Freeing ourselves from that collective delusion is a prerequisite to asserting the holistic pride in U.S. accomplishments that conservatives and the media seem to expect from Obama. Yet the abstract structure of late capitalism makes such an emancipation impossible: we can never assume the radically material responsibility for the actions of our government that we would need to assume to claim such unqualified pride. Obfuscations of violence and deceit (and consequent ethics of disingenuousness) arise viscerally from no discrete source and with no conspicuous causal logic from the distantiating bureaucracies of late capitalism. Most 20th-century American triumphs are anchored and dependent upon in those very obfuscations. (Zizek discusses a microcosm of this effect, in the form of diplomatic communiques during the Cuban Missile Crisis, here.) So the U.S. defeat of communism is negated, or at least undermined, by the promoting of dictatorships and the support and even engineering of coups, assassinations. Similarly, the recognition of minorities, which is thought of as inherently and unilaterally good due to the overemphasis our culture places on the “uncovering” or “finding” or “discovering” (in other words, minority movements’ tendency to reify concepts that cannot be cleanly reified in order to perhaps win some to their side—such as, for instance, the mainstream gay rights movement’s placing all its hopes for social acceptance, itself horribly problematic as a goal, in an irrational, outmoded philosophy of biological determinism) has come at the cost of ignoring inequality (in manners that are explored incisively by Walter Benn Michaels in The Shape of the Signifier). This is not to say that advancements made by minorities are insignificant or unimportant—of course the opposite is true—but we must bear in mind that the steam that powers those advances is often logically specious, and that those “advances” often result in negatives in addition to their obvious positives, and are thus on a number of levels socially irresponsible if our goal is a loving and benevolent, rather than a merely “tolerant,” society. Further, while we aid foreign nations, we do so at scandalously low levels when our aid, calculated per capita in relation to GDP, is far less than that of most other (usually weaker) western economies. We decry genocide and work to stop it; yet we have no compunctions about maintaining a willful ignorance of genocide when it is politically expedient. We work for peace in the Middle East, but our vital oil interests in the region cast our enthusiasm for that work as a product of economic and political factors, not humanitarian ones. The list of positive reasons for us to feel pride that are necessarily debased by the guilt occasioned by deplorable corollaries to that pride goes on and on. Pride is positive and possible in the abstract, but pride untempered by abashedness for our accompanying sins is mindless, not patriotic.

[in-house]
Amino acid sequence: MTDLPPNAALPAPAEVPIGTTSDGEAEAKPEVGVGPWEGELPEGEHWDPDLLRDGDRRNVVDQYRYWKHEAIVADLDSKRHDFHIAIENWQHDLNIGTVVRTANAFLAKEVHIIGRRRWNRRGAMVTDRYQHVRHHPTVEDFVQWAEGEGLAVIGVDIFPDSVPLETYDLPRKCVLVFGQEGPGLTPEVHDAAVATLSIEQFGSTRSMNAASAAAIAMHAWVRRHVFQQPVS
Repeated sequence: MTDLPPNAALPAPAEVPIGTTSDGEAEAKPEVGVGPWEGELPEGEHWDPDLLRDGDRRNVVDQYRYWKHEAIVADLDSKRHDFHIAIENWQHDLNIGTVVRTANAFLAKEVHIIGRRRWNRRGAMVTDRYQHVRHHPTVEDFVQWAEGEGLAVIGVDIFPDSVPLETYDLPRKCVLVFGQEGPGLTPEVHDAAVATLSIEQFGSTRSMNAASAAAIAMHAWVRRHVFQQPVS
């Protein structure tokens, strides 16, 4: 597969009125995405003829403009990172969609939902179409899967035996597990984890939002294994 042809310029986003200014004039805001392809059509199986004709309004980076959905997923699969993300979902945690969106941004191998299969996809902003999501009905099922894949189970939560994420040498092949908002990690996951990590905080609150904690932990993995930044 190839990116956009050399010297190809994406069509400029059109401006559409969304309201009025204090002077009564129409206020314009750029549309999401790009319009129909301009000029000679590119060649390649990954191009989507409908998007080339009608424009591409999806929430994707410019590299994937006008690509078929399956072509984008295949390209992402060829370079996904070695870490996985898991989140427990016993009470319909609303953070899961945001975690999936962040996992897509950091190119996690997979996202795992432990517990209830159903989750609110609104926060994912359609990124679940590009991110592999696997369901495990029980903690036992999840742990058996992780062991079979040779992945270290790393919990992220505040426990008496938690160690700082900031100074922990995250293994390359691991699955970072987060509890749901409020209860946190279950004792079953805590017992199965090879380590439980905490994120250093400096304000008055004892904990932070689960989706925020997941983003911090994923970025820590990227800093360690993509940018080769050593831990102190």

Acknowledging that as Obama inadvertently did in making her gaffe is a demonstration of her engaged and devoted citizenship. Acknowledging that is also a deeply Christian act. Pride is not a virtue; it is a sin, and, worse, it’s a deadly sin. (In the case of Iraq, the national sin of pride has proven quite literally deadly.) Before we can repent of a sin, it must be confessed. Obama, like most of us, believes that at least some of what has been done in the name of United States citizens, both abroad (e.g., Iraq) and domestically (e.g., failing healthcare, mass poverty), is irreducibly shameful. This does not mean that she believes that everything that has been done to us or on our behalf by our government is shameful. Not at all. She has no animosity toward “the government” or “America” (in light of the conservative success in aligning the state as such with “America,” that abstraction in which we all like to include ourselves) as such. Rather, she recognizes that our government—and at times our national moral conscience—guided as it is by idiots very much like the rest of us, often stumbles and needs to be scolded sans conventional political-campaign sanitizing censorship.
Candidness, for Obama, is a virtue. In this she seems to have fallen out of an early Aaron Sorkin script, a kindred spirit to Michael Douglas in The American President; or a friend to Sports Night’s Isaac Jaffe, who expects those around him to challenge and refine his moral convictions, who believes that debate is healthy for the mind and the spirit; or a rhetorical sister to Martin Sheen’s President Bartlet in any number of episodes of The West Wing. Obama here has framed pride as a matter distinct from patriotism—or, in Rortyese, she has distinguished pride for one’s country, which necessarily fluctuates and often lapses, from love of one’s country, which should be enduring. Unflappable pride is the sign of an addled mind. Patriotism, as Sorkin reminds us to the point of redundancy, lies not in a blind allegiance to one’s country but in the willingness of those like Obama to continually challenge that allegiance in order to strengthen and substantiate the love that sustains it. History agrees: many if not most acts (individual acts—not, say, war, which is in a different paradigm) that our historians and thus we label “patriotic” are executed precisely because someone was not proud of his country—because that someone, to continue calling himself part of his country, felt as though he had to change his contemporaries’ moral compass. Lincoln and King come to mind immediately, but patriots whose patriotism lay in their willingness to dissent abound in U.S. history. If “patriotism” has any correlation with pride in one’s country, that correlation would seem to be negative rather than positive. My friend Rohan Mulgaonkar frames this point with respect to Obama specifically: